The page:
1930s >> 1936 >> no-379-march-1936

Book Review: “Labour’s Way with the Commonwealth.”

Labour’s Way with the Commonwealth (Labour Shows the Way Series) Methuen, 2s. 6d. By George Lansbury
 
There are difficulties in criticising Mr. Lansbury’s writing. He writes in the first person and what he says could, in some instances, perhaps, be disclaimed by the official Labour Party.
The book under review, though it bears Mr. Lansbury’s name as author, has been written in collaboration with Raymond Postgate, Major Graham Pole and C. R. Buxton—the last-named alone wrote the chapter on the Colonies. The preface is characteristically Lansbury (so much so that the rest of the book appears to be mainly the work of the collaborators) and bristles with Biblical phraseology. He sees things “as in a vision the Kingdom of Heaven is within us ” . . . “ the rich young man went away sorrowful ’ . . . “ what shall it profit a man if he gain the whole world and lose his soul.” Nice sentiments, of course, but very irritating to the reader looking for the facts and details of Labour Party policy.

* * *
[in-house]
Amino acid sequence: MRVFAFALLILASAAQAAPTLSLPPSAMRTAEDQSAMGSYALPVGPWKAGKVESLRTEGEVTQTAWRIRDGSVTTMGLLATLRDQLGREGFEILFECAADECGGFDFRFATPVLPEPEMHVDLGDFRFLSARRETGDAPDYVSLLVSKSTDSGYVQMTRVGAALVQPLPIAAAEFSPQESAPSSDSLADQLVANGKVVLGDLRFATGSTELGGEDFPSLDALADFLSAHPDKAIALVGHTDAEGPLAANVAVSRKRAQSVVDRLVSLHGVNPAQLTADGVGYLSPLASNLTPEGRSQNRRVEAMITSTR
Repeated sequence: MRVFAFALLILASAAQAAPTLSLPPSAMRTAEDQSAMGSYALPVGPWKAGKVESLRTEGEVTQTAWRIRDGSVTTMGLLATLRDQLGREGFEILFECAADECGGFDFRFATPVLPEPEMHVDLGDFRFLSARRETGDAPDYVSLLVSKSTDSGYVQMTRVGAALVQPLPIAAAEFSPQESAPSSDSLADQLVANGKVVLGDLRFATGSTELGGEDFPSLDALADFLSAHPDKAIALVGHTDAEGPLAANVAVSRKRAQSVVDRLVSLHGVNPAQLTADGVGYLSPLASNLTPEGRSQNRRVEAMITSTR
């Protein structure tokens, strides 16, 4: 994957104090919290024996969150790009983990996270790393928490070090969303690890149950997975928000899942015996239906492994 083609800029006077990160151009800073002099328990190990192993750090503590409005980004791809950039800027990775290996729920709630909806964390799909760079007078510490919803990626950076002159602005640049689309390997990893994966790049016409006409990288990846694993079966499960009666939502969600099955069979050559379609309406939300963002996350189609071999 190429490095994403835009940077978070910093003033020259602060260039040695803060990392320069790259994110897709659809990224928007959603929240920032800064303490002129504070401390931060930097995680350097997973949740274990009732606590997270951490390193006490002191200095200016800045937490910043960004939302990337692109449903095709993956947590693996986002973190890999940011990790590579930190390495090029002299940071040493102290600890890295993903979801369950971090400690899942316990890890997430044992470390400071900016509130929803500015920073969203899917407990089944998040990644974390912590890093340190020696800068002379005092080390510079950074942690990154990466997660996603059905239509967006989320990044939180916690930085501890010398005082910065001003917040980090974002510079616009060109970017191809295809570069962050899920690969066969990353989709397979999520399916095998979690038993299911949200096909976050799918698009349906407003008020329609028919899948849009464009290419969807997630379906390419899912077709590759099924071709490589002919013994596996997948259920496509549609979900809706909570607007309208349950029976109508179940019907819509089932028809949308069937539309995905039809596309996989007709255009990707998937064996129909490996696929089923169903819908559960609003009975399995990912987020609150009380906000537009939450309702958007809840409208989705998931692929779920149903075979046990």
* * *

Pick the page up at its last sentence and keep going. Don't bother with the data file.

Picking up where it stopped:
Instead of details there are broad generalisations. The Labour Party believes in emigration, not pre-war emigration, but a new kind, the details and differences of which are left unstated. On Colonial policy there is similar vagueness and confusion of ideas. To quote from page 95: “What is it, then, that makes Labour policy distinctive? First of all, it is that Labour is alive to the historical fact of the part played by capitalist exploitation in the growth of the British Empire, and is determined to resist that capitalist exploitation to the utmost in the future . . .  A Labour Government will, therefore, make no compromise with policies which aim at accelerating the economic development of backward areas by methods which undermine the independence, the social institutions and the morale of their inhabitants, and which thus are injurious to both of them.”
Despite this the reader is told on page 93 that the Labour Party ”realises clearly that to go back on the past is impossible, that to disturb the structure unduly might cause far more harm than good to the people for whose welfare we are responsible,” There you have it both ways. The Labour Party are “determined to resist capitalist exploitation,” but the “structure” must not be “unduly disturbed.”
It looks as though the next Labour Government, like the last, will introduce a policy of “continuity.” Disappointment is in store for natives in the Crown Colonies and mandated territories who are expecting much from them.
Harry Waite

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